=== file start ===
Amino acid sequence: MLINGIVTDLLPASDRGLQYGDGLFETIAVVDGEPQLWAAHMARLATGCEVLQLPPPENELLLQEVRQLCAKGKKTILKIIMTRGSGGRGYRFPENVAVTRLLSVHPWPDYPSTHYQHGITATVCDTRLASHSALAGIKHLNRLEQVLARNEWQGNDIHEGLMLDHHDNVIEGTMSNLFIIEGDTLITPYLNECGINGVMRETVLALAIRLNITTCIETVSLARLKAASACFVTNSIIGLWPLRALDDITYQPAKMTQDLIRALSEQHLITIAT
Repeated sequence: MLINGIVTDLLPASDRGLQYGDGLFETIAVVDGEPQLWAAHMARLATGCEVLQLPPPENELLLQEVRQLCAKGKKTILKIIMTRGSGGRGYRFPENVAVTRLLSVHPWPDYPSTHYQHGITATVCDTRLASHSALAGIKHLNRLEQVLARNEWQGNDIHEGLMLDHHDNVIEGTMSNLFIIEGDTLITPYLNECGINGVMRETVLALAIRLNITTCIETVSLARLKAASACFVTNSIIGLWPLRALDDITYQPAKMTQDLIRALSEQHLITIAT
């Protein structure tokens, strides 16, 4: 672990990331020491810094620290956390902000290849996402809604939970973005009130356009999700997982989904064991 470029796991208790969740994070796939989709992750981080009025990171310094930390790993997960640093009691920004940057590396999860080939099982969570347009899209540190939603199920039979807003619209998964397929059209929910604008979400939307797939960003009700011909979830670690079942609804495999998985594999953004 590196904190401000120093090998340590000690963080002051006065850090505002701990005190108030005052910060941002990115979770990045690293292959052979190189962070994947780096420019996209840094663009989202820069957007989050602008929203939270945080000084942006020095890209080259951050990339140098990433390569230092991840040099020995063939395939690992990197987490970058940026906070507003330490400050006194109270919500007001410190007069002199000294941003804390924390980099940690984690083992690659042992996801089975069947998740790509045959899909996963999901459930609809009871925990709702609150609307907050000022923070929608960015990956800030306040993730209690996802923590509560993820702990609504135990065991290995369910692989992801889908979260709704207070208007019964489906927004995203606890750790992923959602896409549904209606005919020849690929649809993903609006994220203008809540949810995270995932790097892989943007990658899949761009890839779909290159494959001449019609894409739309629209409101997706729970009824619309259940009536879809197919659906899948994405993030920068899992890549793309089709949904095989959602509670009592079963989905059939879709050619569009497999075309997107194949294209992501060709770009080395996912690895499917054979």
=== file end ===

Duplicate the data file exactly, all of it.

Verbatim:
Amino acid sequence: MLINGIVTDLLPASDRGLQYGDGLFETIAVVDGEPQLWAAHMARLATGCEVLQLPPPENELLLQEVRQLCAKGKKTILKIIMTRGSGGRGYRFPENVAVTRLLSVHPWPDYPSTHYQHGITATVCDTRLASHSALAGIKHLNRLEQVLARNEWQGNDIHEGLMLDHHDNVIEGTMSNLFIIEGDTLITPYLNECGINGVMRETVLALAIRLNITTCIETVSLARLKAASACFVTNSIIGLWPLRALDDITYQPAKMTQDLIRALSEQHLITIAT
Repeated sequence: MLINGIVTDLLPASDRGLQYGDGLFETIAVVDGEPQLWAAHMARLATGCEVLQLPPPENELLLQEVRQLCAKGKKTILKIIMTRGSGGRGYRFPENVAVTRLLSVHPWPDYPSTHYQHGITATVCDTRLASHSALAGIKHLNRLEQVLARNEWQGNDIHEGLMLDHHDNVIEGTMSNLFIIEGDTLITPYLNECGINGVMRETVLALAIRLNITTCIETVSLARLKAASACFVTNSIIGLWPLRALDDITYQPAKMTQDLIRALSEQHLITIAT
């Protein structure tokens, strides 16, 4: 672990990331020491810094620290956390902000290849996402809604939970973005009130356009999700997982989904064991 470029796991208790969740994070796939989709992750981080009025990171310094930390790993997960640093009691920004940057590396999860080939099982969570347009899209540190939603199920039979807003619209998964397929059209929910604008979400939307797939960003009700011909979830670690079942609804495999998985594999953004 590196904190401000120093090998340590000690963080002051006065850090505002701990005190108030005052910060941002990115979770990045690293292959052979190189962070994947780096420019996209840094663009989202820069957007989050602008929203939270945080000084942006020095890209080259951050990339140098990433390569230092991840040099020995063939395939690992990197987490970058940026906070507003330490400050006194109270919500007001410190007069002199000294941003804390924390980099940690984690083992690659042992996801089975069947998740790509045959899909996963999901459930609809009871925990709702609150609307907050000022923070929608960015990956800030306040993730209690996802923590509560993820702990609504135990065991290995369910692989992801889908979260709704207070208007019964489906927004995203606890750790992923959602896409549904209606005919020849690929649809993903609006994220203008809540949810995270995932790097892989943007990658899949761009890839779909290159494959001449019609894409739309629209409101997706729970009824619309259940009536879809197919659906899948994405993030920068899992890549793309089709949904095989959602509670009592079963989905059939879709050619569009497999075309997107194949294209992501060709770009080395996912690895499917054979």